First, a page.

Megabirthday 2014

 

Megabirthday2014

Another year, another Megabirthday just around the corner! We’ll be celebrating things Chiru related during August and of course you’re invited.

Pop over to the Facebook page *points at link on righthand side of page* and vote for one of the topics I’ll be writing about, or leave your ideas in the comments. Current suggestions (courtesy of Liz and Katherine) are:

  • Chiranjeevi’s cowboy years
  • The many hues of Chiru – a study in colour (but how to pick just one colour?)
  • Chiranjeevi the Serious Actor

Join in by posting on your own blog, let me know, and I’ll collate and publish the links. Or just watch for the #megabirthday2014 hashtag on Twitter and have a chat about all things Chiru. Like this.

If your eyes still work after the 2m 44s mark, check out those boots! And those moves.

Mega Socks – function and fashion

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This year I asked you, dear readers, for input into the theme of one Megabirthday post. You voted for Chiranjeevi’s socks. And you probably have the cheek to think I’m strange.

The Mega Sock is a vexing area of research. Being a fashion chameleon and trend setter, Chiru rarely settled for one standard approach. He changed his socks as often as he changed his moods. I have gathered some examples to illustrate the versatility of his sock choices, a style contribution often overshadowed by the flashier go-go-boot department.

The unified thematic sock

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White trousers, white socks, white loafers. A safe choice for the Telugu film hero.

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Or matching shirt and socks, also a filmi classic.

The artistic contrast

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Sometimes the contrasting sock was more than just a fashion statement. I am reminded of Audrey Hepburn’s refusal to wear white socks in a dance scene in Funny Face, claiming it would break the line of her leg and look inelegant. But she capitulated and in the end result, the white socks actually enhanced the dancing as they allowed viewers to see her footwork against the dark background of the set. I like to picture Chiranjeevi quoting that anecdote when directors tried to challenge his footwear choices.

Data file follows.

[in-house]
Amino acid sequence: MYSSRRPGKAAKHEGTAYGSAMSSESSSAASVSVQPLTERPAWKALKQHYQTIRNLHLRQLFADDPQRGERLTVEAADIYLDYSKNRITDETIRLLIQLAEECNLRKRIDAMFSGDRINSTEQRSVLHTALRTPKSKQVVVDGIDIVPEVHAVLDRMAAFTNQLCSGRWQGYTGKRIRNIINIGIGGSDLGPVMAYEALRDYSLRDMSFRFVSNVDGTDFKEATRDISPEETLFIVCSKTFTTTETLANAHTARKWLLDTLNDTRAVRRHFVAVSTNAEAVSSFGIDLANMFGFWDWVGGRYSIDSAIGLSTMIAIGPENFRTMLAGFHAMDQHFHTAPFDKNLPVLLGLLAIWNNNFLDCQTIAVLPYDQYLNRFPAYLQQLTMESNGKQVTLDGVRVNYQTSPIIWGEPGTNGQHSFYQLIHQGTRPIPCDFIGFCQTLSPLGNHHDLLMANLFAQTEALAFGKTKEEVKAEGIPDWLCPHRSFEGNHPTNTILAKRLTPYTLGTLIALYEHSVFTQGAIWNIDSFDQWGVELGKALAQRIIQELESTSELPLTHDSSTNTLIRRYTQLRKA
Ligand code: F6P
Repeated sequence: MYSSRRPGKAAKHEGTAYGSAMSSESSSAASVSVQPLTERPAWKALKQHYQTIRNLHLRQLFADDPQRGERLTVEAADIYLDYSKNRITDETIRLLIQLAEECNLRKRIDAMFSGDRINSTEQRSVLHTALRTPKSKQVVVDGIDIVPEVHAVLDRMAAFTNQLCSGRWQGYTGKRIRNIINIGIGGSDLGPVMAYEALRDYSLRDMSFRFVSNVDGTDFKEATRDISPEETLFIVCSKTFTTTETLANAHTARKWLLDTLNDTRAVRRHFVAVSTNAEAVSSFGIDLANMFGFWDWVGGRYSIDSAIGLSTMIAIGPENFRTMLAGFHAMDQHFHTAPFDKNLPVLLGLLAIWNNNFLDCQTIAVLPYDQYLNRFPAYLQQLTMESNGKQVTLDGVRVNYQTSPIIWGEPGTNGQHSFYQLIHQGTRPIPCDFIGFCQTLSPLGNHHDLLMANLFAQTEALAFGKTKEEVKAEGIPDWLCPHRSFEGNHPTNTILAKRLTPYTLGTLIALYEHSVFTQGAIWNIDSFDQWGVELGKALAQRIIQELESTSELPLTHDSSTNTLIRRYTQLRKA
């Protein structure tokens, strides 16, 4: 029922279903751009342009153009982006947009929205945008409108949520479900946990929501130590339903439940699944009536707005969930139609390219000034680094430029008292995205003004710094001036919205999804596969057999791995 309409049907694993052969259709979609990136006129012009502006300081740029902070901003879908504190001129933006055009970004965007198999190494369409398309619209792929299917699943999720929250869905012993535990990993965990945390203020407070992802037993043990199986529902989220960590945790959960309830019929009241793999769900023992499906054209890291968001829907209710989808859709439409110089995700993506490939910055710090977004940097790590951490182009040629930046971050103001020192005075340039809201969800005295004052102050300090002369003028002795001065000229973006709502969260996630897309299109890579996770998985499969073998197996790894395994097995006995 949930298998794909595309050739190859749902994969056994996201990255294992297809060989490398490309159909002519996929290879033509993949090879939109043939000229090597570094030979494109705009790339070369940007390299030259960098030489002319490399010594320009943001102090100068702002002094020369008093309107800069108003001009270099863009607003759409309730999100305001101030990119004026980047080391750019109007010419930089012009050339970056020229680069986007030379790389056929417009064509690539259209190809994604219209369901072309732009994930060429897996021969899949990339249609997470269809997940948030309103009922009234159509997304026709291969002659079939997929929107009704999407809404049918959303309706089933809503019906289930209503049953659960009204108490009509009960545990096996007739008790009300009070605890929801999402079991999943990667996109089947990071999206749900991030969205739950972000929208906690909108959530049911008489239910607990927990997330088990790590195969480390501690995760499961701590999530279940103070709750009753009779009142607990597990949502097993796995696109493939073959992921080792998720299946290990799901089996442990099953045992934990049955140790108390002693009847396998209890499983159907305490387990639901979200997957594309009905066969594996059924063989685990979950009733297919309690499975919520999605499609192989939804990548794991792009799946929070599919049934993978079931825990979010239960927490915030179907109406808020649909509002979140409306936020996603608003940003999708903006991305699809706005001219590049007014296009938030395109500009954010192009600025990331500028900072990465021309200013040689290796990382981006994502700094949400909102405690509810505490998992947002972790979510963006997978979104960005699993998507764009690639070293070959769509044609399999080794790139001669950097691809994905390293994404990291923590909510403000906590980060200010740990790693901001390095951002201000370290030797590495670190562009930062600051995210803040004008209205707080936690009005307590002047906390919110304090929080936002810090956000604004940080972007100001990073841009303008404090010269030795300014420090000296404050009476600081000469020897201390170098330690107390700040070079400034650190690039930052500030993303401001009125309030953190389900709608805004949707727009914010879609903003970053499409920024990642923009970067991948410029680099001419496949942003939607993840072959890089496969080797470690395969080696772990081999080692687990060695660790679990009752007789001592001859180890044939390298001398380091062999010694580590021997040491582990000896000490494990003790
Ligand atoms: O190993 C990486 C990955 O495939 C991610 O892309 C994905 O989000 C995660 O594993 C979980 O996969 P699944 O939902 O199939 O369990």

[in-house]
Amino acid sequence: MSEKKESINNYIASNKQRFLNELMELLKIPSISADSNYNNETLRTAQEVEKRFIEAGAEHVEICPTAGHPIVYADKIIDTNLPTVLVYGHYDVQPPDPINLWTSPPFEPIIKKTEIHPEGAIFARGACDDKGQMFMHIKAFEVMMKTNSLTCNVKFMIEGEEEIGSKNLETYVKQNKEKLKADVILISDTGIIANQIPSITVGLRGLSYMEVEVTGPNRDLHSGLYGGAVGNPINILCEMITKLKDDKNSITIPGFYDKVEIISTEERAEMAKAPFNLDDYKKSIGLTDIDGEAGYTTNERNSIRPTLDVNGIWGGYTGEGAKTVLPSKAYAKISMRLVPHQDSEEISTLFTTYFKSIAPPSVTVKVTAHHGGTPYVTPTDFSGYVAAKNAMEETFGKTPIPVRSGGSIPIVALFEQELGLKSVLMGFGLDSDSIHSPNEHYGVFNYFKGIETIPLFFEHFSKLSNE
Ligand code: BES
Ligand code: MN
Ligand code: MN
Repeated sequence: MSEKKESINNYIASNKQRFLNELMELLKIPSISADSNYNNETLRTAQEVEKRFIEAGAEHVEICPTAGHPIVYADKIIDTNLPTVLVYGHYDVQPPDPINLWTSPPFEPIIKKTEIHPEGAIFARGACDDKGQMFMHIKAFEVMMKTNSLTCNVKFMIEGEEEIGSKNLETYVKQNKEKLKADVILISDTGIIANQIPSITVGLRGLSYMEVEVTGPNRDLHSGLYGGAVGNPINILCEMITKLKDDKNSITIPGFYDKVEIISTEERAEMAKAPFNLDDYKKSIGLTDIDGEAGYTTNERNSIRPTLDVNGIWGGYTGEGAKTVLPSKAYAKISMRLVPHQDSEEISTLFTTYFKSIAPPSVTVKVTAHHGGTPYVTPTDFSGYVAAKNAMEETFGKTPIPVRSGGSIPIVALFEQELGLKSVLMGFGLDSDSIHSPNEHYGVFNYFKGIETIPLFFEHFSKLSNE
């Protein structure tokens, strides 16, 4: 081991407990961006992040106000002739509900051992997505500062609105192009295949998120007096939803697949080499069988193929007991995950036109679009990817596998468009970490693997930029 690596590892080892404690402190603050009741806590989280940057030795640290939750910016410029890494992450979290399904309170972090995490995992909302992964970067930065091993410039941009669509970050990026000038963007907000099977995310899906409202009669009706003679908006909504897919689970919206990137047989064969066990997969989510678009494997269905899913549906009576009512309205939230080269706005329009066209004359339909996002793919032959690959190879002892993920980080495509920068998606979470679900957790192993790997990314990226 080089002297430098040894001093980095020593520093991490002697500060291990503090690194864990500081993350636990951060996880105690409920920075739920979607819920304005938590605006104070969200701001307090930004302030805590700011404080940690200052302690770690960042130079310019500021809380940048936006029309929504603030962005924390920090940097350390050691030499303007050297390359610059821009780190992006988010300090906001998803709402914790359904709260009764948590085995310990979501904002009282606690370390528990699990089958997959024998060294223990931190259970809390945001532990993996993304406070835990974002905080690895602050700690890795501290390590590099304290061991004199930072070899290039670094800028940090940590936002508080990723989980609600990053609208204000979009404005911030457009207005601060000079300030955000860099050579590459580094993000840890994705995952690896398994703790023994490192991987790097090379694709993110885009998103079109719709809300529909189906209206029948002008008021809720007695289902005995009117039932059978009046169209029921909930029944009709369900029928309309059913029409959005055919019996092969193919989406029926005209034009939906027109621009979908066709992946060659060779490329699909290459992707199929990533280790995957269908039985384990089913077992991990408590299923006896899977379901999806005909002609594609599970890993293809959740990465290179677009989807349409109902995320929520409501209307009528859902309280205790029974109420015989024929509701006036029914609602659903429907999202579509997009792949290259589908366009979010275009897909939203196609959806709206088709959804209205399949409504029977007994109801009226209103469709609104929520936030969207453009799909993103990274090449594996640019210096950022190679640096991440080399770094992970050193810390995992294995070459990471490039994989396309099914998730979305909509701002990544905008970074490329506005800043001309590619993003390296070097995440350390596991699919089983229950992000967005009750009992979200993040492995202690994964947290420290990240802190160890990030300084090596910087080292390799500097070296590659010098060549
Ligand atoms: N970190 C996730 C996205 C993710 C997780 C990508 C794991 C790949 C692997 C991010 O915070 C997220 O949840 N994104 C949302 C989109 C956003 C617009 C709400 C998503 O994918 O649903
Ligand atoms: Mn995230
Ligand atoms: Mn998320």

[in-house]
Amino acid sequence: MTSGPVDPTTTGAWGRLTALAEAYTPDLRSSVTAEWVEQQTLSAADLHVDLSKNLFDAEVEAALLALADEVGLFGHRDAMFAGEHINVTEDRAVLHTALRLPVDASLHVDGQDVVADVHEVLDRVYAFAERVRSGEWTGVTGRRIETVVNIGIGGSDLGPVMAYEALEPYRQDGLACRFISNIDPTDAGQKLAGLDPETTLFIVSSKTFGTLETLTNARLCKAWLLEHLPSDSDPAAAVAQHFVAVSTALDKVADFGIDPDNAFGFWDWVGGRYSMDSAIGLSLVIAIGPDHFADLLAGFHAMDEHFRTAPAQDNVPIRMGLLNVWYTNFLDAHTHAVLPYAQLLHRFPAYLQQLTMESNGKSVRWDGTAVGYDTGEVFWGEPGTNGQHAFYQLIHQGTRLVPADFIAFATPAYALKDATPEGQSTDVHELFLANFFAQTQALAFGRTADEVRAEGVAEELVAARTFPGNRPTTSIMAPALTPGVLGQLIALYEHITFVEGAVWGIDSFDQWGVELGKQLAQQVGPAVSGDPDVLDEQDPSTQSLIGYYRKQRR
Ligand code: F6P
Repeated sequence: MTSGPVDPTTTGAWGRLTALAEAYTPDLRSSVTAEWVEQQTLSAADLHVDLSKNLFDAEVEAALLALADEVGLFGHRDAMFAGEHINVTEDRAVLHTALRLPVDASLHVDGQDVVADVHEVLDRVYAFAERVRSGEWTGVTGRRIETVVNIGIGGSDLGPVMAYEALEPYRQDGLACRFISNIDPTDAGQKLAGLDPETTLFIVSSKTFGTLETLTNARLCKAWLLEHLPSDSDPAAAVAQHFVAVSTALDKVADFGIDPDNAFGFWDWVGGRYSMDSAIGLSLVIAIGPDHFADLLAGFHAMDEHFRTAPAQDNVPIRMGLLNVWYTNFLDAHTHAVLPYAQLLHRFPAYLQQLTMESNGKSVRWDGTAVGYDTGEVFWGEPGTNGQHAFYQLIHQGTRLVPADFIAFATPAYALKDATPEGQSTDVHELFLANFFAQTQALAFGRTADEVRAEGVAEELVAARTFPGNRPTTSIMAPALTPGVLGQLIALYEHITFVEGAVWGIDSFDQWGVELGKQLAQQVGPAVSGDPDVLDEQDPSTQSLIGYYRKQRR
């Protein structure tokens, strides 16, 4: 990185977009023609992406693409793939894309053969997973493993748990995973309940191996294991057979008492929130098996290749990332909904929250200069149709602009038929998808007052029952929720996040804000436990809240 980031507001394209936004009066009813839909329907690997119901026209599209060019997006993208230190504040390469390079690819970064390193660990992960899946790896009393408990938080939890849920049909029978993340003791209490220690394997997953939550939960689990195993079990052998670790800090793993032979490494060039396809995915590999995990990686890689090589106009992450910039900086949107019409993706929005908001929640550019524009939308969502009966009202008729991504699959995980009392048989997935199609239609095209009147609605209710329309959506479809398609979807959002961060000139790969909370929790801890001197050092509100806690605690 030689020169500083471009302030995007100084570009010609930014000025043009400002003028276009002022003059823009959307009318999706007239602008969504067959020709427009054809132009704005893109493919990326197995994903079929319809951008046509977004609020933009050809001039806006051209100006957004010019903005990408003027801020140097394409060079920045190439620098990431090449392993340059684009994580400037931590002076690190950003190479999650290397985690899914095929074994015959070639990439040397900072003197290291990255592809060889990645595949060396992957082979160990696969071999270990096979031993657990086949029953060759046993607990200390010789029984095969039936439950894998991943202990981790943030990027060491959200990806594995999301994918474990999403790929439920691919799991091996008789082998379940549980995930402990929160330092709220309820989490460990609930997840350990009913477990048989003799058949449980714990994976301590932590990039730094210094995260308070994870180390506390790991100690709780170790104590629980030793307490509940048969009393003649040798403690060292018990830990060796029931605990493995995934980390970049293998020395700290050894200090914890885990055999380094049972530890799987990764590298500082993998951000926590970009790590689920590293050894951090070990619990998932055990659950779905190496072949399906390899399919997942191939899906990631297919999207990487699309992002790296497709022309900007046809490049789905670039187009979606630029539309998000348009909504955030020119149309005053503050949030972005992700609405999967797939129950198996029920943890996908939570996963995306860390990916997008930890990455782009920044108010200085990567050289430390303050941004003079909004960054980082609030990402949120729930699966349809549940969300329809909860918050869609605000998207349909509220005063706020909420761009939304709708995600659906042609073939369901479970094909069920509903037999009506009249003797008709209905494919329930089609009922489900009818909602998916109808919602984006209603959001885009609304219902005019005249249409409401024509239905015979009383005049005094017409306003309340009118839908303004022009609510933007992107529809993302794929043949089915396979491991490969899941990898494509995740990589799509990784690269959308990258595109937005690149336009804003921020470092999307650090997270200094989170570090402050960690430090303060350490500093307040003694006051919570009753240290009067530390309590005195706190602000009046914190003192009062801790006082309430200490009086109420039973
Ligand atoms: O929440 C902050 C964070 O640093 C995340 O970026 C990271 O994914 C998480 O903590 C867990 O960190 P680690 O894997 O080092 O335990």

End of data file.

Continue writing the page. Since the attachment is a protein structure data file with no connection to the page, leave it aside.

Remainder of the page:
The statement

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Sometimes a mere bedazzled outfit and flashy shoe is Just Not Enough. Why let the whole outfit down with boring ankles?

The comedic effect sock

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Well, I hope it was meant to be funny.

The invisible sock

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I have long marvelled at Chiranjeevi’s ability to carry off the rather challenging mini-toga and go-go boot combination. And while it may seem there is little left to the imagination, I mean, you’d have to have the right socks. Think about that. The sock could be utilitarian, or a secret splash of extra sparkle designed purely for Chiru’s amusement.

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And then there is the negative sock. Cross-gartered to the knee, Chiranjeevi proves that the absence of a sock can still make a statement. Especially when paired with silver pedalpushers and a corset.

Leg warmers and gaiters

Not a sock proper, nor a boot, the legwarmer makes occasional appearances through Chiru’s career.

Chiru combines an eye-popping fashion statement with sensible thermal layering.

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Is that a legwarmer he is wearing as a glove?

I like the bedazzled gaiter effect with matching gloves. In the absence of the more traditional bedazzled boot, Chiranjeevi still seems to find a way to embellish his foot region.

The Mega Sock Style

And finally, an example of Chiru mixing it up with a Tip Top Look combining several mega sock styles. See which ones you spot (if you aren’t blinded by the gold pants).

Happy Megabirthday!

Edited to add: Totally Filmi has hand dyed the perfect sock yarn to adorn a mega stylish ankle. Go see the results!

Slightly Classical, Mega Awesome!

Chiru as Shiva

Happy Megabirthday!

One of the (many) things I love about Chiranjeevi is his willingness to take on any style of choreography and to perform it as best he can. I am particularly fond of his many classically influenced dances. He may not have classical technique, but he can still be compelling and entertaining as he gives it his all.  Plus there are usually excellent outfits.  Here are a few of my favourites.

This clip from Subhalekha is a nice sample of straight up attempts to master the choreography. Not all equally successful, but visually pleasing nonetheless. I don’t know about the rest of you, but I’d buy an Allwyn fridge if it came with a svelte Chiru draped over it!